COVID-19 death risk higher in cancer patients, study finds

Cancer patients with COVID-19 have a 12.5 percent higher death risk compared to non-cancer patients with the illness, according to a study published today in Cancer

The study included 312 COVID-19-positive cancer patients and 4,833 non-cancer COVID-19 patients. All patients in the observational study were from 36 Ochsner Health hospitals in Louisiana who tested positive for the virus between March 1 and April 30. 

Researchers found an overall 21.2 percent mortality rate for cancer patients with COVID-19, compared to an 8.7 percent rate in the non-cancer group. The study also found that patients with blood cancer had an increased risk (31.1 percent) of mortality compared to those with an oncologic malignancy (18.7 percent).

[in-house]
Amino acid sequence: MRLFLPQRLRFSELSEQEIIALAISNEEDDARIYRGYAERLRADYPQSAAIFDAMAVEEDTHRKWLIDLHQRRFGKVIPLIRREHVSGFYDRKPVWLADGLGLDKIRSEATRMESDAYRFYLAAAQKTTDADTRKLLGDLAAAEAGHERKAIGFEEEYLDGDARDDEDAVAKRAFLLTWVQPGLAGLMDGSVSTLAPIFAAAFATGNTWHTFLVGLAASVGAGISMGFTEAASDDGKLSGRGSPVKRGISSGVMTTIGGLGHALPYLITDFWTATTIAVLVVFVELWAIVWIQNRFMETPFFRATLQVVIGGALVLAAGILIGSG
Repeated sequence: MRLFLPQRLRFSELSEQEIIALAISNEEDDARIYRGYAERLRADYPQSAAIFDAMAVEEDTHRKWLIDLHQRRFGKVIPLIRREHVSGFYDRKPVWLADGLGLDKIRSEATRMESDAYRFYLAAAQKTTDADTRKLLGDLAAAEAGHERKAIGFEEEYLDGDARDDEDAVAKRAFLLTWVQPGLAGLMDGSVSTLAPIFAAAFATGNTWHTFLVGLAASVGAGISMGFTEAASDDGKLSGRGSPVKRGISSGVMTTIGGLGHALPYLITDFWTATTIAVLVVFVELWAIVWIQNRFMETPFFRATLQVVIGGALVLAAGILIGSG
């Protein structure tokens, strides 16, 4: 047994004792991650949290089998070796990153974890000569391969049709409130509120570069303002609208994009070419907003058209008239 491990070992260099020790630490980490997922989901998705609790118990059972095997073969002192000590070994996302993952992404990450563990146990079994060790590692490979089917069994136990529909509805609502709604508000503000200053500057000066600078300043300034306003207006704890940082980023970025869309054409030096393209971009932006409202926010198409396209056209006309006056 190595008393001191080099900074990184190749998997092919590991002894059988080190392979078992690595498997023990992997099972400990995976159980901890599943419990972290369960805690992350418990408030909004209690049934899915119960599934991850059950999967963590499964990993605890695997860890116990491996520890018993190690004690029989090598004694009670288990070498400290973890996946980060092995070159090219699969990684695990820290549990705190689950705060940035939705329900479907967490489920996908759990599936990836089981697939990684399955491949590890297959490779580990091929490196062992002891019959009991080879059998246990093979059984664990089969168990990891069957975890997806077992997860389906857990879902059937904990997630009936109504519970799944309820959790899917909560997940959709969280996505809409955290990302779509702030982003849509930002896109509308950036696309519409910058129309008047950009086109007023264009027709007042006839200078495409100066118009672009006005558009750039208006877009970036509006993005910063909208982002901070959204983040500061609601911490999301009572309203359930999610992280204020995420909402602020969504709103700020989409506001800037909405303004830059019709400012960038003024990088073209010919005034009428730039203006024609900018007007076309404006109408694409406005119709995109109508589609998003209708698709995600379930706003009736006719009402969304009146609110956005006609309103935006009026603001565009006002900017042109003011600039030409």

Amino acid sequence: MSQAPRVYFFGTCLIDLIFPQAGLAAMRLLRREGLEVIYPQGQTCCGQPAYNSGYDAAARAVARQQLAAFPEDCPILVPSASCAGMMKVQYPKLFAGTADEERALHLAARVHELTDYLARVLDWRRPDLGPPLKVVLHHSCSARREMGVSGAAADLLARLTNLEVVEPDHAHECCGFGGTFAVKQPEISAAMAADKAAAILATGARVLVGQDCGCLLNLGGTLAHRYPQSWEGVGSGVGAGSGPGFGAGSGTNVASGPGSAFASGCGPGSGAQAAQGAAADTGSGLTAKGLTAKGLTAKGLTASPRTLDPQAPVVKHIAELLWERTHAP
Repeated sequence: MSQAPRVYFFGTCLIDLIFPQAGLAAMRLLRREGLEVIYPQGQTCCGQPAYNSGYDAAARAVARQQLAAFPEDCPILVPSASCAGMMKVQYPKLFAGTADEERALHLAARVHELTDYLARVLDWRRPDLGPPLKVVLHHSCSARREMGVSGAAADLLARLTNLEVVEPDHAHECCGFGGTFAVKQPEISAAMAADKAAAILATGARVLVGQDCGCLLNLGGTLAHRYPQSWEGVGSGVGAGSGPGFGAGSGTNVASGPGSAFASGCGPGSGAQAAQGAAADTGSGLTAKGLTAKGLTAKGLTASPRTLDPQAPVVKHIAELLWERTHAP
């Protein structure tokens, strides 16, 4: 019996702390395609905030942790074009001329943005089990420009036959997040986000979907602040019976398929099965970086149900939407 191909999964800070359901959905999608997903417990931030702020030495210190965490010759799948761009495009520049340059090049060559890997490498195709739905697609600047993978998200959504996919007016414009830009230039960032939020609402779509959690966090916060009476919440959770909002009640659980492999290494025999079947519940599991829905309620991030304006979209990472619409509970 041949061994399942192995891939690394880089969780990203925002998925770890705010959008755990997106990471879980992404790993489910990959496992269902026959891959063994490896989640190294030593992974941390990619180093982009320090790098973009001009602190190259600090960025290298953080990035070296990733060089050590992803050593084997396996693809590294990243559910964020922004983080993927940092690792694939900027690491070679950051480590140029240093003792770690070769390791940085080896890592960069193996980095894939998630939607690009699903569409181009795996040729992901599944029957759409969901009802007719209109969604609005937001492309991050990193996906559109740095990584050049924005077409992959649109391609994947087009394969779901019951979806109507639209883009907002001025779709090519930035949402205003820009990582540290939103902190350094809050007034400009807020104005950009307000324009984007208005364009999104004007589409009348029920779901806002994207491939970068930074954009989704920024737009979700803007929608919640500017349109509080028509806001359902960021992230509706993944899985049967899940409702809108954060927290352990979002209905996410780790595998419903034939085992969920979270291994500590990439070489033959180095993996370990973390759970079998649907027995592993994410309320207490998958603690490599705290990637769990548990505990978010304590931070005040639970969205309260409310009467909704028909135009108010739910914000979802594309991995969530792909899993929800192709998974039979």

Cancer patients who were over the age of 65, more recently diagnosed with cancer, had active or progressive cancer, or had a smoking history also had an increased COVID-19 mortality rate.

"Because we now have data showing that patients on active therapy are at an even more increased risk, extra efforts to protect these patients must be made," Michael Lunski, MD, oncologist at New Orleans-based Ochsner Medical Center and principal investigator of the study, said in a news release shared with Becker's. 

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